Using Ball Screens: six total possessions, four points (0.667 PPP) on no shots with two assists and zero turnovers
I had feared that the Knicks coaching staff wouldn't make any adjustments for Anthony. Though he still struggles to find his shots, the Knicks have made a few nice moves to help him. They've begun using Anthony as the ball handler in the pick-and-roll. This works because they're still putting the basketball in Anthony's hands and allowing him to create off the dribble — similar to an isolation — yet the defense has to worry about more than just loading up against Anthony:
Now the defense has to worry about Anthony getting to the rim (even when he is struggling, he's still a respected scorer in this league) plus a screener rolling to the basket. Since the defense will double-team Carmelo, he can make an easy pass to an open teammate. The results have not been great so far, but Anthony is a strong passer who can exploit these situations. More importantly, these plays work well with D'Antoni's offense and ultimately create open shots for the other players.
Post-ups: 14 total possessions, 16 points (1.143 PPP) on 3-8 shooting with three assists and one turnover
Even though the isolation plays on the wing are generally unsuccessful, Anthony is still very talented at creating his own shot. The best replacement for the isolations is having Anthony post up his man by the basket. The two plays are very similar, but when Anthony posts up, he starts the play much closer to the rim, posing a bigger threat. The Knicks run plays to get the ball to Carmelo on the block, thus cohering with their offense, opposed to stalling it. The best thing about these plays is that Anthony is just so damn good at them. From that position, he can do a number of different things based on how skilled he is at using his body. He has very good footwork in the post, and, while he may hold the ball up in isolation, he's a deft passer in pick-and-roll situations, as well as in the post:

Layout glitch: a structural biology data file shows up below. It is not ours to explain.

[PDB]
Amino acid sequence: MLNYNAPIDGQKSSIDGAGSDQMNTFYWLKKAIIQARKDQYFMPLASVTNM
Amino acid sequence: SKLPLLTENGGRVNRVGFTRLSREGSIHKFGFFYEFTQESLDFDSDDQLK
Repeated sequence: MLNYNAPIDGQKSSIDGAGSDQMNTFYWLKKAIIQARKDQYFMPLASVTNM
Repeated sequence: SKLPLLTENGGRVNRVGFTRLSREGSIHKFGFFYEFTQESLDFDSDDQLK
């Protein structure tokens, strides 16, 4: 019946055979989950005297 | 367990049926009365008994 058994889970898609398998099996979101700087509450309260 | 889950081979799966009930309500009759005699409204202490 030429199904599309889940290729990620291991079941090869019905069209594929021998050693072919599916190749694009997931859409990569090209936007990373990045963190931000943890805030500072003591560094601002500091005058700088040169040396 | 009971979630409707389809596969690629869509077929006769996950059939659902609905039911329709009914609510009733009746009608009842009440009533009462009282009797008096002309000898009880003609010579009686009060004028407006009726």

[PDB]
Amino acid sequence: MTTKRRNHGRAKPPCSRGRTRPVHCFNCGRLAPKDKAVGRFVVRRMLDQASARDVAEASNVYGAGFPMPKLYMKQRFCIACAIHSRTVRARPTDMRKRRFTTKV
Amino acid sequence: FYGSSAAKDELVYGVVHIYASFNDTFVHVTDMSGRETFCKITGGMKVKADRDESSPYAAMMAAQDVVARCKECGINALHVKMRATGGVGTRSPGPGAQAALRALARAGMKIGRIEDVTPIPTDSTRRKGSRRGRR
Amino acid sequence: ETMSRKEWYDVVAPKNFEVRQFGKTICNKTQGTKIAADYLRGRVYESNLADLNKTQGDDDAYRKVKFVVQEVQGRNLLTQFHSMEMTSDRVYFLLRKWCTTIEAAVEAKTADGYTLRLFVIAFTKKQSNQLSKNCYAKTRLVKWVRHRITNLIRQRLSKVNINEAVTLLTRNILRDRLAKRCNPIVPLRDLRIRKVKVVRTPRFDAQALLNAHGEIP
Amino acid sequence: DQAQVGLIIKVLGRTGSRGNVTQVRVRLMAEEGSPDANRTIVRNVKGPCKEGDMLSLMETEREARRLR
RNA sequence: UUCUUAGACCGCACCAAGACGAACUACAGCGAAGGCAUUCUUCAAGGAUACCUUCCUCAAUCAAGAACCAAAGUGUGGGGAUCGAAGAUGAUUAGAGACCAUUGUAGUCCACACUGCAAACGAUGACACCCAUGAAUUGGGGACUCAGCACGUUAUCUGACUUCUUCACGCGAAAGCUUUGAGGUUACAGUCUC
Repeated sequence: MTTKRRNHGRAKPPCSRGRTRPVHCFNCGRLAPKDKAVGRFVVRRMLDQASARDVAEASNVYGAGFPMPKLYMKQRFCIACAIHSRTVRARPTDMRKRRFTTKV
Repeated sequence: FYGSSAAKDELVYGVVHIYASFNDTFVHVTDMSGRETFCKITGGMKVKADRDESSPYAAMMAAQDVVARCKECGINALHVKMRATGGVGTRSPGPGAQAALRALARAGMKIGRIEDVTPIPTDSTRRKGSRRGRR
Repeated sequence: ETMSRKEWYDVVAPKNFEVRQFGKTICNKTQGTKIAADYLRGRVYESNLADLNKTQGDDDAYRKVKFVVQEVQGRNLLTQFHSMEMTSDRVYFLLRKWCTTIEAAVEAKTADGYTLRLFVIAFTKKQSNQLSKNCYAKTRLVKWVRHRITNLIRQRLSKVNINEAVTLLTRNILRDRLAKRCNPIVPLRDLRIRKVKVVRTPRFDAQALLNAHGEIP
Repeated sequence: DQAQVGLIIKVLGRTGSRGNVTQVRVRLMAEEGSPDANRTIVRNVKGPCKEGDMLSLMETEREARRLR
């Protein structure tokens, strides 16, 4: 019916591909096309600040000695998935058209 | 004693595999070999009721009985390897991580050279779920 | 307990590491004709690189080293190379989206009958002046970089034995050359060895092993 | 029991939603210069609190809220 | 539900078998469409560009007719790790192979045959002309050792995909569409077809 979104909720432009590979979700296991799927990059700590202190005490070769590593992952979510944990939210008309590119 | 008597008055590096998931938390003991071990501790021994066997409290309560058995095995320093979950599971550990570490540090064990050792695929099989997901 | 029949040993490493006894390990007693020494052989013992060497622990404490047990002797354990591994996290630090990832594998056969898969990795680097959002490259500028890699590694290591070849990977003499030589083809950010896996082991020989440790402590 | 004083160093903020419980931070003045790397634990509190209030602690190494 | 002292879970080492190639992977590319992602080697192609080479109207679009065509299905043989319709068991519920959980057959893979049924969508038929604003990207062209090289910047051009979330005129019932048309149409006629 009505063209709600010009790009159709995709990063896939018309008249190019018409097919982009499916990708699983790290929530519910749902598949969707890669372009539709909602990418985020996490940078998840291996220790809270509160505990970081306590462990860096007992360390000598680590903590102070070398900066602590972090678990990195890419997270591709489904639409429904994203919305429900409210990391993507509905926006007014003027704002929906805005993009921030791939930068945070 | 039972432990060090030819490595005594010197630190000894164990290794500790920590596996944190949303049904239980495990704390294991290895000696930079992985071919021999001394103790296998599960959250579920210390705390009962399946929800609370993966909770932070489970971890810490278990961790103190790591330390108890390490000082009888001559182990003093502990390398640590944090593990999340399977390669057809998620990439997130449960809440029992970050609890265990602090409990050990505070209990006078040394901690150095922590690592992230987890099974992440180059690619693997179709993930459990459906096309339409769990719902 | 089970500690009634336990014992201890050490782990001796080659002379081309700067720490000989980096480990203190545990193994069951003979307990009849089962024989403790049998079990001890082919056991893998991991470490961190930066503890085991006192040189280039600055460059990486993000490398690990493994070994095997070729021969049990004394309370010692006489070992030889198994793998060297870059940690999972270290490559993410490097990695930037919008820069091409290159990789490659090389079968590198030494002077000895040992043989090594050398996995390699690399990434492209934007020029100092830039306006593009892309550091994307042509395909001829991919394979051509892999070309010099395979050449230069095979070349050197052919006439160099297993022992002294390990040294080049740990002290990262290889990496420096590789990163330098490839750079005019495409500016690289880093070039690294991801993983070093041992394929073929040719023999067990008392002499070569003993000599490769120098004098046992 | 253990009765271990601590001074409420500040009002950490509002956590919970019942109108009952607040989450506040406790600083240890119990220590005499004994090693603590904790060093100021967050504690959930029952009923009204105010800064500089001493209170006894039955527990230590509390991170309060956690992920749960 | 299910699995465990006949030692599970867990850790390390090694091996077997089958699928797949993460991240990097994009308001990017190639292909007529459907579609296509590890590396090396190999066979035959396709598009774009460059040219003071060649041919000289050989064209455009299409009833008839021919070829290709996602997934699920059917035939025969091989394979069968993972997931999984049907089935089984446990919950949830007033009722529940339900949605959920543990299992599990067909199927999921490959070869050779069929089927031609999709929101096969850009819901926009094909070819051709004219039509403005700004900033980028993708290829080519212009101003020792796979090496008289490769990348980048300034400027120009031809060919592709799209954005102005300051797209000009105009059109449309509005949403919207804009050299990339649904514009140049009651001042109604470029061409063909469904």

Lin is actually a great complement to Anthony when he posts up, because Anthony uses his body to create the passing lanes that Lin needs. And since Anthony is a threat with the ball in his hands, defenses sink in on him, which creates open shots for other players like Steve Novak, J.R. Smith, or even Jeremy Lin — all of whom can knock down open shots.
Finally, when Anthony faces up and essentially turns his post-up into an isolation, he begins 10-15 feet away from the basket, opposed to outside the 3-point line. He has the option to shoot after holding the basketball for a little while — which he is very good at — or if he chooses to drive, it's harder for the defense to close in on him.
The Knicks coaching staff didn't use Anthony in the post before the Jeremy Lin era, but they have quickly learned that this strategy would be essential to their success. In the last game against Cleveland, Anthony posted up seven times. That is a clear indication that we can expect to see more of it on Sunday when the Knicks face the Boston Celtics, and for the rest of the season.